group shot 5.jpgMedicaid is one of the largest government programs and one of the largest health care systems in the United States.  It is one of the most costly programs the Federal government conducts. Medicaid rules and regulations are complex, conflicting and misleading.  Complicating matters even more, Medicaid is administered by state social service agencies.  Thusly, state agencies may set their own rules and regulations which may vary widely from state to state.

Medicaid planning can include married couples, single persons, and widows or widowers. Depending on the applicant's circumstances, different Medicaid rules and different criteria may apply for their assets, income or a combination of both.

It is not uncommon for couples of advanced years to have one spouse become so incapacitated that they have to enter a long-term nursing care facility.  The remaining spouse is called the “community spouse.”  Experienced attorneys can make arrangements for the institutionalized spouse  to receive Medicaid, and leave the community spouse with sufficient assets and income so they can continue to live in the marital home in relative comfort.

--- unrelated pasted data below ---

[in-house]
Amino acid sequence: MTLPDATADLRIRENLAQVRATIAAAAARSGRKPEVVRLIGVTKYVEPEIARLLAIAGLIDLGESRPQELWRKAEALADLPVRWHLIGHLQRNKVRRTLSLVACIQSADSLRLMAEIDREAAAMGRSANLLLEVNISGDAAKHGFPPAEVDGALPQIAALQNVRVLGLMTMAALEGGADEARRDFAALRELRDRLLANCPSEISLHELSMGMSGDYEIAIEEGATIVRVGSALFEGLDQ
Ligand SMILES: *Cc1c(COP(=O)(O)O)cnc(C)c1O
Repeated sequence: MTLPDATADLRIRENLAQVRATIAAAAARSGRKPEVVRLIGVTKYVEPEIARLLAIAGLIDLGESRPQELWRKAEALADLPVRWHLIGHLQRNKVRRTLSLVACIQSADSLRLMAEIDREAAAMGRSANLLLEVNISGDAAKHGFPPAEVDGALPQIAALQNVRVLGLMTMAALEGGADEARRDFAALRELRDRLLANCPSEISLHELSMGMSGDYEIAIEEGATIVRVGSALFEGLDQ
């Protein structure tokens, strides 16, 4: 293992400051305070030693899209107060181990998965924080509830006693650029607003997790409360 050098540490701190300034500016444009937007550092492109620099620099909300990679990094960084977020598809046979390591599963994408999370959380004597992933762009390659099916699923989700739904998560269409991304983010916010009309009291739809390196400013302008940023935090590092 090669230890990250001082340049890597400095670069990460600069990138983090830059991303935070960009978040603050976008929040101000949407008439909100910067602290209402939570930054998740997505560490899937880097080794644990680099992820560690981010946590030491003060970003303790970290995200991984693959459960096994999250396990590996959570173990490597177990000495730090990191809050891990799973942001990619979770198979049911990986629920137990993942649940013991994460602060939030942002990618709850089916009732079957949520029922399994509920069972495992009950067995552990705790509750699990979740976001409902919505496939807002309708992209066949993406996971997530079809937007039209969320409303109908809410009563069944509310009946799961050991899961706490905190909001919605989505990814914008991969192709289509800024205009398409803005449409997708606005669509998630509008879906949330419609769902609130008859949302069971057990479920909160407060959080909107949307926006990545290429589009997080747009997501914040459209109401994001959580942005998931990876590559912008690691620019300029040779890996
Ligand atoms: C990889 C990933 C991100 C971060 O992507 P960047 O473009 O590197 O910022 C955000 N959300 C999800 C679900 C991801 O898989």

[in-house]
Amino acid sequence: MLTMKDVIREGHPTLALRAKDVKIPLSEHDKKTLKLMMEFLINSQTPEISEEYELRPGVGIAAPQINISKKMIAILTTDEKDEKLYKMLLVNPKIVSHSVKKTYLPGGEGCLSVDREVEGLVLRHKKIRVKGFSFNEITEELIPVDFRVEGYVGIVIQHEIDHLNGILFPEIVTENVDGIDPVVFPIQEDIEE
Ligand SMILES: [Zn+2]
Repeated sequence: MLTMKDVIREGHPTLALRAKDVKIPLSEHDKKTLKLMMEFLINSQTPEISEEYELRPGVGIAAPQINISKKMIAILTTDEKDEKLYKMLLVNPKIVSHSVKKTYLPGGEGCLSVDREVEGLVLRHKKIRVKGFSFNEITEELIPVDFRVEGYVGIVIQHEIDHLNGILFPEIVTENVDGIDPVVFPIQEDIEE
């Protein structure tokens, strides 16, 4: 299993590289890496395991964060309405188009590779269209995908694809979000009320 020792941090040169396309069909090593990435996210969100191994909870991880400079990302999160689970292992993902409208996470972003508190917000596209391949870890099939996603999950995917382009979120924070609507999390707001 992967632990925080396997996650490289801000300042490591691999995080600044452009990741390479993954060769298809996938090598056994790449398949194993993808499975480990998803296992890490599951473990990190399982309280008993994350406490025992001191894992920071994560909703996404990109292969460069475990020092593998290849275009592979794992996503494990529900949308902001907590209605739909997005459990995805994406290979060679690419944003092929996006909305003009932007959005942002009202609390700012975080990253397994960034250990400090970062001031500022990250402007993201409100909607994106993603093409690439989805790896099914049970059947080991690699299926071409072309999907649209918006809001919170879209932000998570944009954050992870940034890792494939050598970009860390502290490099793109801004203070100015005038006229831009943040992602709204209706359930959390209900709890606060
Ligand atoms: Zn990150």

There is a widespread misconception that in order to receive Medicaid funding, one cannot own a home or any residential property.  Under the Medicaid rules, the homestead is specifically exempt from consideration as an asset by Medicaid rules.  However, care must be taken for estate planning because under the Medicaid guidelines, there is a ceiling for assets which the community spouse may hold.

The Law Firm of Lewis C. Edelstein, Esq., P.C. has a long history of long term care planning and Medicaid applications and has been successful in obtaining benefits for their clients.

Sign In to Edit this Site